When singer-songwriter Ledinsky released his protest track "DonaldTrumpMakesMeWantToSmokeCrack" earlier this summer, the anti-Trump track quickly found an audience of like-minded listeners and shot to No. 1 on Spotify's viral chart across the globe. Not bad for the native Swede who's been living in the United States for the past decade and initially put together the track as a joke to send to friends.
Here, Ledinsky premieres the song's crowd-sourced and animated music video and discusses how he's using humor to soothe concerns of a possible Donald Trump presidency in America.
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Tell me about how the song first came about. What compelled you to write it?
I wrote it one morning in mid-June. I've been really frustrated about the political climate in this country, and I think it was an expression of that. Even though I wrote it like a joke, the subject matter is pretty serious. I was just sending it to some friends, which I do from time to time, and the reaction I got was so special that I wanted to put it out. I'm good friends with Nadya from Pussy Riot, and she said I had to put it out. I do what she tells me. [Laughs]
Was there one specific thing Donald Trump did or said that became the straw that broke the camel's back and inspired you to write something?
It wasn't one specific thing. No one's used the terminology he's using since the '30s in Europe. I think that his whole campaign feels like a very tragic joke to me. A lot of people dismissed him early on. This is a guy who's running for president who retweets the Ku Klux Klan and talks about the mass deportation of millions of people. I think as an immigrant to this country, it's really sad. I love America and that's why I moved here. America's really at a crossroads right now, and it's up to the people to decide what country this should be. Shouldn't this be a place that's open for everybody and everybody's welcome? When he says he wants to make America great again, what era is he referring to? If he's referring to the '50s, it sure wasn't great for everybody back then. It was great for rich white people. With everything that's going on in Europe with racism and Brexit, I really felt that I needed to say something the way I could say something, which is in song. If you don't say anything then you're part of the problem.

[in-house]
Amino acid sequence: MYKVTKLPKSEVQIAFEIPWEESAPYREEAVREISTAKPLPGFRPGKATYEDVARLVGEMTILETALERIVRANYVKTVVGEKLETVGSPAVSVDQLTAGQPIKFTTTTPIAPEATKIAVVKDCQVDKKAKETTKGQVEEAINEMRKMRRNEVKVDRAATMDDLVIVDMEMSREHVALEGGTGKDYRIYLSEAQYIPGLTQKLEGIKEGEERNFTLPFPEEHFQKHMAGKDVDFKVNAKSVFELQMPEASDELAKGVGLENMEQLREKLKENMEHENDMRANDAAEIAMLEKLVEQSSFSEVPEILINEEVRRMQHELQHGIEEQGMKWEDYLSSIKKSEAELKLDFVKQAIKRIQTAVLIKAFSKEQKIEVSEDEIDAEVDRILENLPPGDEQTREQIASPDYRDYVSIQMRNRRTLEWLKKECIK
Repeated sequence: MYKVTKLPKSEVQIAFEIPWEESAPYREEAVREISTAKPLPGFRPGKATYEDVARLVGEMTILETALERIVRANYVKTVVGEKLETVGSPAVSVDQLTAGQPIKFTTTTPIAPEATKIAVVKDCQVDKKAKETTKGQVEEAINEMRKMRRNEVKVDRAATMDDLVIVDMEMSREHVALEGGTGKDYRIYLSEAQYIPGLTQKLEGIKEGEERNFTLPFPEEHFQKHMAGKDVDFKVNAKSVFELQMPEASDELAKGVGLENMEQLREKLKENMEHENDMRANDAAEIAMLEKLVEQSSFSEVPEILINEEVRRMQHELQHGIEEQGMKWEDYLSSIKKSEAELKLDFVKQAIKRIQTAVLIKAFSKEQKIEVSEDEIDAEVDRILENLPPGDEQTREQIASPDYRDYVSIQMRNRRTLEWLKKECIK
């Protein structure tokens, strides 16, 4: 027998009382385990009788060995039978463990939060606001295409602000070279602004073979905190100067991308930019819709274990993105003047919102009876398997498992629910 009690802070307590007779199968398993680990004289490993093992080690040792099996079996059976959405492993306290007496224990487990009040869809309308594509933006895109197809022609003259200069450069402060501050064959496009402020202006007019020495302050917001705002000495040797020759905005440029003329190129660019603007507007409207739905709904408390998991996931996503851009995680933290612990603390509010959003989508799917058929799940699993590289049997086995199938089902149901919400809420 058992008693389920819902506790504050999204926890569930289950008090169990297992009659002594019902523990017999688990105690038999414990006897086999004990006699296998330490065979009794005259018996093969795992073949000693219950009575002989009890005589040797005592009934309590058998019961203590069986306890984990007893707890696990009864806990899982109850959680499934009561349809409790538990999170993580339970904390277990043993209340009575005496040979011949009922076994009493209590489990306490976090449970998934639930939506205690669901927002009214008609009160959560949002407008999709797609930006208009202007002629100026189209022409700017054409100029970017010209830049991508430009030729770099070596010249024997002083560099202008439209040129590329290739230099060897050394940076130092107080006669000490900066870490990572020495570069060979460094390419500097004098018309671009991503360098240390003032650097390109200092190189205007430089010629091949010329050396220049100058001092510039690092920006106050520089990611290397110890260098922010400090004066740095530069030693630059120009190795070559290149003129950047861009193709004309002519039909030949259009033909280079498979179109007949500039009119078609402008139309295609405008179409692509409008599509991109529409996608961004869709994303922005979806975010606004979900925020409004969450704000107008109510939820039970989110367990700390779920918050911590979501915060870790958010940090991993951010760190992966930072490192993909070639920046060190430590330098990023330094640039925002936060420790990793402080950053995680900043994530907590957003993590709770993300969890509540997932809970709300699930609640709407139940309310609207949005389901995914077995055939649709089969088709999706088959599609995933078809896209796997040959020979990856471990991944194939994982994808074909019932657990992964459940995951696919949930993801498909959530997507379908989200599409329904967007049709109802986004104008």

The track caught fire, especially on Spotify. What are your thoughts when you see that the song and its message are resonating?
It's always cool when you get that feeling. That's the whole purpose of music in a way -- communication. Obviously a lot of people feel the way I do, which is really cool. I've received a lot of death threats but I've also received a lot of amazing feedback as well.
The video is really unique. How did the concept behind it come about?
A lot of people started making their own clips so we thought it'd be fun to have a contest for people to submit their own video without initial feedback from me or the label. We set it up through Genero and this Swedish guy, who I had actually known before, made the winning one. We got a lot of amazing videos but I think this one was by far the best. I think it captures the song and the message of it. It's not about Donald Trump, per se. He's just a symbol of the regression that's going on. The song is equally a tribute to America, in a way, and how America has always been on the forefront of change and progress. The new frontiers used to be the moon or the Wild West, and now it's a wall. The video captures that.
Would you consider performing the song at rallies before election day? I know the cast of Broadway's Avenue Q recently joined you for a re-imagined version.
I've been thinking about doing that. I was more happy with having the song lead its own little life. I didn't want to push it too much since it could seem a bit cynical and attention-seeking. That's not what I'm about. I'm definitely going to do some stuff depending on how close the election is looking. It's scary that he has just one person to beat. There should be a zero chance that a guy like that becomes president of the world's leading nation. There's a 50/50 chance we're given. That's a very scary concept.